But sometimes, bad things can happen to your skin when you’re doing something healthy for your body: you can look red as a beet for hours, a new crop of pimples appear, or your expression lines look more severe than ever.
How to make sure your workout taxes your muscles and targets your metabolism, and not your pretty face? We tapped smart-as-a-whip dermatologist Ranella Hirsch, MD, who in no way wants you to skip a workout over skin-care woes.
Instead, here are the dos-and-don’ts she wants you to be aware of before you jump on a spin bike, a treadmill, or a wooden Crossfit box. —Melisse Gelula
“Do I look like I just got dumped?” asked the rider next to me at the end of a sweaty cycling class, as she dabbed at her dripping mascara. She kinda did. But that wouldn’t have happened if she’d quickly washed off her makeup or used a no-water-needed facial wipe to remove it as she walked into class.
Your makeup and sweat blending together on your skin for an hour are a recipe for a pore-clogging smoothie. For this reason, says Dr. Hirsch, “I always recommend removing makeup beforehand.” We like these quick cleansing wipes.
Ever get the advice to soften your shoulders in a spin class, or relax your forehead in yoga? That’s because your instructor’s looking out at a sea of spinners or yogis with shoulders tensed up to their ears and serious scowls associated with pedaling against high resistance or doing their eightieth chaturanga. Instead, relax into your workout. Your mother is right—your face may stay like that. “It’s possible your scowling could contribute to setting the pathway for wrinkle patterns,” says Dr. Hirsch (AKA more or deeper expression lines, particularly on the forehead). And time will tell.
“Anytime you have a certain amount of sweating there’s a reasonable possibility you’re going to see breakouts, especially along the hairline,” says Dr. Hirsch. But if you work out a lot, you can also over-cleanse, and really dry out your skin, she notices. Choose a mild cleanser that’s not going to strip your skin and leave it feeling tight and dry. We like these from Kahina, Earth Tu Face, and Weleda.
(Photo: preciousfacesartistry. blogspot.com)
With more people doing hot yoga or workouts in heated spaces, dermatologists are seeing way more breakouts below the neck.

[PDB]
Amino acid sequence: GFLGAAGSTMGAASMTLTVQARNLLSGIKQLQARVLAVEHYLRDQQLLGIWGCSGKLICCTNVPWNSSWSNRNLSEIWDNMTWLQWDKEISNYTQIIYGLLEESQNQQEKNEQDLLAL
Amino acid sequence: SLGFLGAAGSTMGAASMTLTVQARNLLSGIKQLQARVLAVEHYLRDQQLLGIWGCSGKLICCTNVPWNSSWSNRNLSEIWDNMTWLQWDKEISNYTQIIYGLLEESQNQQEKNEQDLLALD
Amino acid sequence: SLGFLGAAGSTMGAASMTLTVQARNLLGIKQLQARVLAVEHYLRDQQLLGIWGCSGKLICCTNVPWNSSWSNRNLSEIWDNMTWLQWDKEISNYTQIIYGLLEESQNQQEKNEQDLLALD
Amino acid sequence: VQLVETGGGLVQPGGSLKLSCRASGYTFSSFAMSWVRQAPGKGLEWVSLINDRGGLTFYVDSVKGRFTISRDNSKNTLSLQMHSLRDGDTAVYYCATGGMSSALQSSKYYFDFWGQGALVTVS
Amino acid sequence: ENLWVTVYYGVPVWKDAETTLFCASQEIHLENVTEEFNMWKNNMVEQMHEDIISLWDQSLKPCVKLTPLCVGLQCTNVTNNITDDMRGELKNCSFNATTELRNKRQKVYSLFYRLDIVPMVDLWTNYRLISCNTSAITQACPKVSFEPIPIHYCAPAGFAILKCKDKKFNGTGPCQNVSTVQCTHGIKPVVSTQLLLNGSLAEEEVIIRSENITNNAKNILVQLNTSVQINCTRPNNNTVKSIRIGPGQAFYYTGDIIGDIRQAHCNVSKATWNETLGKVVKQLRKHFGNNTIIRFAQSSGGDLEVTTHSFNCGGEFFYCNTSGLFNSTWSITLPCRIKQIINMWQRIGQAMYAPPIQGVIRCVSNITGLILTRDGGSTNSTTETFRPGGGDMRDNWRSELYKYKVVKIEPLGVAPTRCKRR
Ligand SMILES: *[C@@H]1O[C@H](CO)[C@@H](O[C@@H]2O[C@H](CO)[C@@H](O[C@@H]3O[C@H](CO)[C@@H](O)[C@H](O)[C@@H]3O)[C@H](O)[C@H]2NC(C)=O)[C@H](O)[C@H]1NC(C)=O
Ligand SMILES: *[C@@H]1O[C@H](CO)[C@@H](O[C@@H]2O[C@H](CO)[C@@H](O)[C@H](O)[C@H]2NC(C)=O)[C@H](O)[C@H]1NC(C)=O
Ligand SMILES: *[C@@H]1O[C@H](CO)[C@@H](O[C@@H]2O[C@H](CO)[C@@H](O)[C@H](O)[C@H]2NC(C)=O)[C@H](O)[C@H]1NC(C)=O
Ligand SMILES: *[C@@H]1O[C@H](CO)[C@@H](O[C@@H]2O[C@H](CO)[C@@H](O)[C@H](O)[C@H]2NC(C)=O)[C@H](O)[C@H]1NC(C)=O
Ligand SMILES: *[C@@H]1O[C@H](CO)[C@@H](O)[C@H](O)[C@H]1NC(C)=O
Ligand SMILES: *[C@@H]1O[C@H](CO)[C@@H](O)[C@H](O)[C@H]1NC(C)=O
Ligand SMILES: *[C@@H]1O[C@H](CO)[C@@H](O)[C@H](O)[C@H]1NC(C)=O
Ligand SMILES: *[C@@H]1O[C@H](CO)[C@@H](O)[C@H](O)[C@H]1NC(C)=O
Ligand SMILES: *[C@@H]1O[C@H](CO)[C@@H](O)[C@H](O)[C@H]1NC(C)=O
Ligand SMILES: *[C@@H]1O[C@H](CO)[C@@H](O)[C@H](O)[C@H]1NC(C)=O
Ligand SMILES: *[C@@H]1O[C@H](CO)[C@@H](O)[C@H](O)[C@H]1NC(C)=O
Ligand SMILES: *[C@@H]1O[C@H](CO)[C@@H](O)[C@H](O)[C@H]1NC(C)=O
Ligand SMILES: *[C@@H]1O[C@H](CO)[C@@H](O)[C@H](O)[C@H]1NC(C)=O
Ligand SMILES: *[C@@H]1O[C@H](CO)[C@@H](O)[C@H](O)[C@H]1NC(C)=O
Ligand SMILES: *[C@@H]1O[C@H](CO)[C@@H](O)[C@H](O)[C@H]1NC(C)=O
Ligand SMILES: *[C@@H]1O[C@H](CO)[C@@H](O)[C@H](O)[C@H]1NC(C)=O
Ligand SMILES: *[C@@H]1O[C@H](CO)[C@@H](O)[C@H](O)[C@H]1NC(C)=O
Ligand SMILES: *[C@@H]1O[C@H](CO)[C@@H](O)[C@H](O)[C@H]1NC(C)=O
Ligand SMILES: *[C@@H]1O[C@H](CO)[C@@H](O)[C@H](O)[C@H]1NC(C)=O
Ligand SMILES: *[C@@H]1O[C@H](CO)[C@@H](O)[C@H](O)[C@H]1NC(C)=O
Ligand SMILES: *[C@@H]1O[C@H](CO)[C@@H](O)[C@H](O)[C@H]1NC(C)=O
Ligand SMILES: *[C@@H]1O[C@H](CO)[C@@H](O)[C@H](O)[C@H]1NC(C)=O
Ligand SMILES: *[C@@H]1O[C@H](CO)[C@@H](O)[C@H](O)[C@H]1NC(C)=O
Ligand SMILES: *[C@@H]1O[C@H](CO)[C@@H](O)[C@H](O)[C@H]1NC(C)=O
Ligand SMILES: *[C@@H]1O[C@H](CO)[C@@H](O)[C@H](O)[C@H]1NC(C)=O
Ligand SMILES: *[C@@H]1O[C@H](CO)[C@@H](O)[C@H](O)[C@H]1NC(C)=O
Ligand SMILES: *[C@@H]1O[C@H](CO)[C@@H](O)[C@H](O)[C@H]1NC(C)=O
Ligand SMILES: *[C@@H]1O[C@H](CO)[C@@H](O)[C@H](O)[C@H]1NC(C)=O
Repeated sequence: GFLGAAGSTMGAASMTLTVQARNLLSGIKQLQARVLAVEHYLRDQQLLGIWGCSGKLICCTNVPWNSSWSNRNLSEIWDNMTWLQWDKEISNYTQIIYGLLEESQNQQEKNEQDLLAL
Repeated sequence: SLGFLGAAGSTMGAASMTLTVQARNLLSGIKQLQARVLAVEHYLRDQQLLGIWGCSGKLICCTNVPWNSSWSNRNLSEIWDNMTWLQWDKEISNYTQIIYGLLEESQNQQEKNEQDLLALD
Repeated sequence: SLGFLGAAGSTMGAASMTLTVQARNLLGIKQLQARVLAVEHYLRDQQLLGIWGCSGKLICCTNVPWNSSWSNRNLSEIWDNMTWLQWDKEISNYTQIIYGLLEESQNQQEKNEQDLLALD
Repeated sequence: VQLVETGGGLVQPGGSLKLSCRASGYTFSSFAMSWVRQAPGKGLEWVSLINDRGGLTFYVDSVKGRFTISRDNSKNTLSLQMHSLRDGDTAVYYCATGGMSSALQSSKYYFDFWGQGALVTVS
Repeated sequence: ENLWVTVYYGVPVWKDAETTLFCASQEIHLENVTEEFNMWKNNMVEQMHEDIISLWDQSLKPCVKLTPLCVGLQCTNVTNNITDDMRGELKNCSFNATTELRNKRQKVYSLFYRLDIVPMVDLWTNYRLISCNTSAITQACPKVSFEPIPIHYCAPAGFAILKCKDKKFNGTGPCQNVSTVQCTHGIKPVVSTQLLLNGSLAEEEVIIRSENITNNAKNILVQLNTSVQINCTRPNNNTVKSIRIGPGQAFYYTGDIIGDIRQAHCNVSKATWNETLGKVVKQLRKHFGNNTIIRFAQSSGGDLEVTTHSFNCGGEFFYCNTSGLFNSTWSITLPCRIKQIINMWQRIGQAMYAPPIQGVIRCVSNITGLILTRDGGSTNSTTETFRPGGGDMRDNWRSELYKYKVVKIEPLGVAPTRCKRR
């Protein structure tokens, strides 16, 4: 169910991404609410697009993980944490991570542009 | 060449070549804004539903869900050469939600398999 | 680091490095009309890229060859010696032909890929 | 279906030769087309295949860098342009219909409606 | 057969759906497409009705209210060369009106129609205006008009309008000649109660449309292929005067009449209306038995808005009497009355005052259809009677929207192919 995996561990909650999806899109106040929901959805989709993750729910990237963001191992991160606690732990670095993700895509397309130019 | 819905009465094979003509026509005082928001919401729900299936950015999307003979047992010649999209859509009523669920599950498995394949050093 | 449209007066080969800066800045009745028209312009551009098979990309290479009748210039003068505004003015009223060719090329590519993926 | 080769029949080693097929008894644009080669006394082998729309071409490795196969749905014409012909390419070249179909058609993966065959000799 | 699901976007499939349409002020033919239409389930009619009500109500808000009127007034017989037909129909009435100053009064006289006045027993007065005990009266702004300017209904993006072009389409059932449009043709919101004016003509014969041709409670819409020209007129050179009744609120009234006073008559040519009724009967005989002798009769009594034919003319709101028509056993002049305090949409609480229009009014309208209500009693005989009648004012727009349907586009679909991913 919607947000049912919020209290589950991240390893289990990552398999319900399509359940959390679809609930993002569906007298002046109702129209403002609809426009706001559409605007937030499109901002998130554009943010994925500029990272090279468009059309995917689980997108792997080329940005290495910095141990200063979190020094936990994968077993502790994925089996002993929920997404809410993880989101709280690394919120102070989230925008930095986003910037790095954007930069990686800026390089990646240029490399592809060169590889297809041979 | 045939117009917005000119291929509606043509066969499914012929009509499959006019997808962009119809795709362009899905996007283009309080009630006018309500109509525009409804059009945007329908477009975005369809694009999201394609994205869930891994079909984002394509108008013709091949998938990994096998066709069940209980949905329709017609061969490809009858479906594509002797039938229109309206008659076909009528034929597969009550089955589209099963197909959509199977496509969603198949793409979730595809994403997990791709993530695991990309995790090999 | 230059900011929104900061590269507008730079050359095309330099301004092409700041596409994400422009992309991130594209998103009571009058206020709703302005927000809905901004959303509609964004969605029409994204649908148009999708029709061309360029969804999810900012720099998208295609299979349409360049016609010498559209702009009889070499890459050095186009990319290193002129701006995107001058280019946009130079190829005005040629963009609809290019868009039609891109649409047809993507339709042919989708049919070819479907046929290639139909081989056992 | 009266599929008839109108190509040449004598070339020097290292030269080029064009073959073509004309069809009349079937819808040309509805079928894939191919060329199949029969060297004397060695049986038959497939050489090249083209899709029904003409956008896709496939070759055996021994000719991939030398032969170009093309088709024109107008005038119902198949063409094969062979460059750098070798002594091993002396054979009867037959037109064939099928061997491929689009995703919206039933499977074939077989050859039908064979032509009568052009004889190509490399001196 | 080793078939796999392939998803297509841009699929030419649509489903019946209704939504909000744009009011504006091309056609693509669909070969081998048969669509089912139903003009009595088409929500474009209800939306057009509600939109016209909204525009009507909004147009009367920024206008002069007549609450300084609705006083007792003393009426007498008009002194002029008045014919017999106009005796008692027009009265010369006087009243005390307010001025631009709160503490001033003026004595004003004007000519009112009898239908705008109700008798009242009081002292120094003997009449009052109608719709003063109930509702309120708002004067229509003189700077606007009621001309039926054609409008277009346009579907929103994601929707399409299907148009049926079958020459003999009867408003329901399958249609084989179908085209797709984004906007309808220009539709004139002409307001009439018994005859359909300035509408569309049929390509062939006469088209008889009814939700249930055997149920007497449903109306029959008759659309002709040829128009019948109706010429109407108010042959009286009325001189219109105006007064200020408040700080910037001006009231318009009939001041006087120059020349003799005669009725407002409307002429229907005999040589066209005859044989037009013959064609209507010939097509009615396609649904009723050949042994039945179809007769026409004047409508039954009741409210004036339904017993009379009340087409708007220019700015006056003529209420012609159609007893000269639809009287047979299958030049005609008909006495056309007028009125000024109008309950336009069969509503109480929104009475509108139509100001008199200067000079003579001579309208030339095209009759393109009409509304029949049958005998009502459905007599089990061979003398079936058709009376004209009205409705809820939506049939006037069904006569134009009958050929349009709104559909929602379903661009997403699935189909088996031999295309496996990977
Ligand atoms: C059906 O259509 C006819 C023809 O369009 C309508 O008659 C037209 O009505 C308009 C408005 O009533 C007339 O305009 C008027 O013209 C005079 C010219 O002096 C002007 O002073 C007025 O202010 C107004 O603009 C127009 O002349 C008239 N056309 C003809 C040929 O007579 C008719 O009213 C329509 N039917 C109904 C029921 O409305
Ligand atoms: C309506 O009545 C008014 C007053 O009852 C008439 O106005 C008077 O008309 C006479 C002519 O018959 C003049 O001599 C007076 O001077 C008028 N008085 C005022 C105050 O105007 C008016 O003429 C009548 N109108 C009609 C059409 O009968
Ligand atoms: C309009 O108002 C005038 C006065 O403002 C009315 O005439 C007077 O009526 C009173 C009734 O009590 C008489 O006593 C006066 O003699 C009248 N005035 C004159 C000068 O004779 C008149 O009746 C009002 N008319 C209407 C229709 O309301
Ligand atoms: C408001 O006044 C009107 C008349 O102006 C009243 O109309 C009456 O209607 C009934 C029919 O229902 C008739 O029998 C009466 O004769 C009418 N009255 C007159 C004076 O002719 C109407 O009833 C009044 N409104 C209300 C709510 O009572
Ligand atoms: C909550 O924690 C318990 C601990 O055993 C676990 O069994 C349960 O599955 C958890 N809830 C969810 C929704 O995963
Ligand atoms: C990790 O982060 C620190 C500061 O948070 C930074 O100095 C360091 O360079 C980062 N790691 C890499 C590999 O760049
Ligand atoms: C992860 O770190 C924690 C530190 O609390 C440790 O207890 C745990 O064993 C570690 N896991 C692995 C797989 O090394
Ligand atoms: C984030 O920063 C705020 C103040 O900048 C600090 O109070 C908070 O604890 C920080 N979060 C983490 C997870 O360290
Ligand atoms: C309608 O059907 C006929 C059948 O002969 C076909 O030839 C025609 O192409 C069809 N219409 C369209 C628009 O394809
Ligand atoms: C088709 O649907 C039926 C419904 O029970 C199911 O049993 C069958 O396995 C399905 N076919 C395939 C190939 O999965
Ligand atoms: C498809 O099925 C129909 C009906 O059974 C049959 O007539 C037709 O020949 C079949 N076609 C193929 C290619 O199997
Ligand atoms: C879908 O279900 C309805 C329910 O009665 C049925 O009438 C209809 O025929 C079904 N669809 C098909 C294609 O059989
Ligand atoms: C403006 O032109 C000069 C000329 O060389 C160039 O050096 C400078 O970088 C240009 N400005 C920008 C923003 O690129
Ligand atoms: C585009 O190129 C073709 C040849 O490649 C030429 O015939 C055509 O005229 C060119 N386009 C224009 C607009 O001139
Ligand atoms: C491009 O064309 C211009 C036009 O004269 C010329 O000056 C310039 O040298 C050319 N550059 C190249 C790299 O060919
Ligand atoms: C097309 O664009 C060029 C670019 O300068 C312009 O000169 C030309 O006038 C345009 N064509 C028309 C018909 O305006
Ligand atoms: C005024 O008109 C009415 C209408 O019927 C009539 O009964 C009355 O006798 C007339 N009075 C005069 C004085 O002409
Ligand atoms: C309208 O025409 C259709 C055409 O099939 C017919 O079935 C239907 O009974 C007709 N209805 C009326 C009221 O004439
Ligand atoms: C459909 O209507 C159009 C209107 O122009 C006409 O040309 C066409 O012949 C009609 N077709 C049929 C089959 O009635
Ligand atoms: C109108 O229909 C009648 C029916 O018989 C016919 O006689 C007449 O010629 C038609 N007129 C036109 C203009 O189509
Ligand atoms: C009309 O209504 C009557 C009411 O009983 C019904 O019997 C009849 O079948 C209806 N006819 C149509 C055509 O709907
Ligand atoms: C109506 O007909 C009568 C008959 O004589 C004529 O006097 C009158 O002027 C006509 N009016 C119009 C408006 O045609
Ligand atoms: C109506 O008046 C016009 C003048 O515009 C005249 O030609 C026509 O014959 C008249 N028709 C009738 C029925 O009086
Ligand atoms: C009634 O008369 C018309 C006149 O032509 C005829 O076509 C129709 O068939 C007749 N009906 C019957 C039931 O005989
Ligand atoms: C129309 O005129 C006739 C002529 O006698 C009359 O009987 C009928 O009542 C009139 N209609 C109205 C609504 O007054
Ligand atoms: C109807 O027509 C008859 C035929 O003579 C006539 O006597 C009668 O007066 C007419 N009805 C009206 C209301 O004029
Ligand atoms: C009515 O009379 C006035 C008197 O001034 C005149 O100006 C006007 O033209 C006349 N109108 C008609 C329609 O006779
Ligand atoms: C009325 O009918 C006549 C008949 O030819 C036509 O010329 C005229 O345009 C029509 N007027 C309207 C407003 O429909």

The most common prescription that Dr. Hirsch gives? Changing your clothes. “So many people are staying in their sweaty workout clothes until they’re basically dry.” Get out of your sweaty items ASAP, and ideally shower with a “gentle, lathering soap.” We like these by REN, Nourish Organic, and Acure.
It’s not that runners’ faces succumb to gravity (that’s a myth, says Dr. Hirsch!), it’s that sprinters and distance runners start to lack facial volume or fat. That’s what happens when you spend a huge chunk of your day in fat-burning mode.
There’s no reason to worry about your daily HIIT or spin class, says Dr. Hirsch. While those are intense activities, it’s only when you’re “training like a triathlete year-round” that burning that amount of fat can affect your face, she says.
For some fitness types, a blood-pumping, heart-pounding workout is tantamount to tomato face, redness or facial flushing that lasts thanks to increased circulation in your body.
While science hasn’t conducted a peer-reviewed study on the effects of your skin on cardio, if you get red, you may want to let your flushed skin cool down before applying products. A post-workout calming or hydrating mist might be plenty. Or wait 30 minutes or so before applying a light soothing facial gel or a super simple lotion, and save your active vitamin C moisturizers, say, when your skin’s back to it’s non-cardio-enhanced color.
Good news, exercising indoors means you’re protected from the worst skin-care offender, UV rays. Bad news, any exercise causes free radicals—it’s a natural byproduct of revving your metabolism (and living).
An hour-long workout every day isn’t going to cause you to look five years older. But a collection of marathons might make an impact (also because there are UV rays at work). “An antioxidant-boosted smoothie after a workout can’t hurt,” says Dr. Hirsch.
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